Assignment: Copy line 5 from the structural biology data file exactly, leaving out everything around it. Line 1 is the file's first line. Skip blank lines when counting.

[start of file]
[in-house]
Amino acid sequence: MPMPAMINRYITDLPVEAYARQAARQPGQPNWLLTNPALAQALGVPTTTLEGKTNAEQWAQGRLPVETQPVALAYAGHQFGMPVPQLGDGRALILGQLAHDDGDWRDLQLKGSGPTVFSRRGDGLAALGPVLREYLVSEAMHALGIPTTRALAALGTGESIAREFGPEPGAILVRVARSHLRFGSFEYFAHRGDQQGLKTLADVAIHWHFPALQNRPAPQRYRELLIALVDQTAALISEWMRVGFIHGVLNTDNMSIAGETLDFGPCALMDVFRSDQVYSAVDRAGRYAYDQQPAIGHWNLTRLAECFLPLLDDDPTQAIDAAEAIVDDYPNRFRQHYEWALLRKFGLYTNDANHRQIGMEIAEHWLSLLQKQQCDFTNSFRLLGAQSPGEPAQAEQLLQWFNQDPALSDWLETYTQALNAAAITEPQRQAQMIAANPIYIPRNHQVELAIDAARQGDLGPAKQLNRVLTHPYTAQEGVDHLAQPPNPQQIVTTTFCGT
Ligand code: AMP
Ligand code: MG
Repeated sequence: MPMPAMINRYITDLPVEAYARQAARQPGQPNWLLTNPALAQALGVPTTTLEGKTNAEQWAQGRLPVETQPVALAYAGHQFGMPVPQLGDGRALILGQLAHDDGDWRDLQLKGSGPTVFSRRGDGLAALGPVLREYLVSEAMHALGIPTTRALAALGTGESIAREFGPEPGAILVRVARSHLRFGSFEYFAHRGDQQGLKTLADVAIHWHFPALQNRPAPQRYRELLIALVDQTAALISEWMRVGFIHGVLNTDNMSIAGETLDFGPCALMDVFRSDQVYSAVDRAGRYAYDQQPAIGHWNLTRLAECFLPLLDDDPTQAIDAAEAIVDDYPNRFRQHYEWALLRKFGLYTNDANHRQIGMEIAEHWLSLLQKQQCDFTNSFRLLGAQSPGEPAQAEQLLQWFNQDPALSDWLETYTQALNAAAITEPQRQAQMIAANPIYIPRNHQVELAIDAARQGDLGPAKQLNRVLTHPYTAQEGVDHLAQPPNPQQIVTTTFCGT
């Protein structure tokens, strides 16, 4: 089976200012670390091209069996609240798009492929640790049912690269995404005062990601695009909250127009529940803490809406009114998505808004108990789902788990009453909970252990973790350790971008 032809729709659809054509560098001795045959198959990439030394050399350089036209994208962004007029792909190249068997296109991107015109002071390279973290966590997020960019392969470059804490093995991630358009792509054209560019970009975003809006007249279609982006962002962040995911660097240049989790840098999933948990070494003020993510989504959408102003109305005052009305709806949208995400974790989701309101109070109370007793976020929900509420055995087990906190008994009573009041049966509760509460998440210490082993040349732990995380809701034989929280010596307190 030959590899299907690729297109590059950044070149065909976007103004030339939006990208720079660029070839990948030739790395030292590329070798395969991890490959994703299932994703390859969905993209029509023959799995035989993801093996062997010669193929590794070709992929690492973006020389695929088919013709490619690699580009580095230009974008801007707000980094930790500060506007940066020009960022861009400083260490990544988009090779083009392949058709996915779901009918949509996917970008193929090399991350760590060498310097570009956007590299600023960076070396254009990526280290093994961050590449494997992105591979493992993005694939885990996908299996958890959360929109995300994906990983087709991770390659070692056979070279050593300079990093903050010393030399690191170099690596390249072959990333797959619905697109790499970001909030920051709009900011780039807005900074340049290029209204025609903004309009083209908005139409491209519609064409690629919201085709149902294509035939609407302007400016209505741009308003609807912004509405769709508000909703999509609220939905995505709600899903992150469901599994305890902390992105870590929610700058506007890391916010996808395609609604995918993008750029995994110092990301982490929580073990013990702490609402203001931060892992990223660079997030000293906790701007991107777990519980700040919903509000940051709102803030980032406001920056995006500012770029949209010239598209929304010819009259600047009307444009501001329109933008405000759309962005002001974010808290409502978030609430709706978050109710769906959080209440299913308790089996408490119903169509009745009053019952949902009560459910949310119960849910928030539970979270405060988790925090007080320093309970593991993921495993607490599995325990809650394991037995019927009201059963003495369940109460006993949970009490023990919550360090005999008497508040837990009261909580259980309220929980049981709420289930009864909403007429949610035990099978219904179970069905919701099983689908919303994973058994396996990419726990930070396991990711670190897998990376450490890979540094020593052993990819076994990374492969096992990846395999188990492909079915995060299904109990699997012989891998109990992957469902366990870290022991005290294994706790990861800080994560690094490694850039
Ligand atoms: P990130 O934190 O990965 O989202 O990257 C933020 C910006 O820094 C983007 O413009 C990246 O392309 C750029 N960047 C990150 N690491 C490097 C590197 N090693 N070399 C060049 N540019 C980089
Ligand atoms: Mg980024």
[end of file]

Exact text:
Repeated sequence: MPMPAMINRYITDLPVEAYARQAARQPGQPNWLLTNPALAQALGVPTTTLEGKTNAEQWAQGRLPVETQPVALAYAGHQFGMPVPQLGDGRALILGQLAHDDGDWRDLQLKGSGPTVFSRRGDGLAALGPVLREYLVSEAMHALGIPTTRALAALGTGESIAREFGPEPGAILVRVARSHLRFGSFEYFAHRGDQQGLKTLADVAIHWHFPALQNRPAPQRYRELLIALVDQTAALISEWMRVGFIHGVLNTDNMSIAGETLDFGPCALMDVFRSDQVYSAVDRAGRYAYDQQPAIGHWNLTRLAECFLPLLDDDPTQAIDAAEAIVDDYPNRFRQHYEWALLRKFGLYTNDANHRQIGMEIAEHWLSLLQKQQCDFTNSFRLLGAQSPGEPAQAEQLLQWFNQDPALSDWLETYTQALNAAAITEPQRQAQMIAANPIYIPRNHQVELAIDAARQGDLGPAKQLNRVLTHPYTAQEGVDHLAQPPNPQQIVTTTFCGT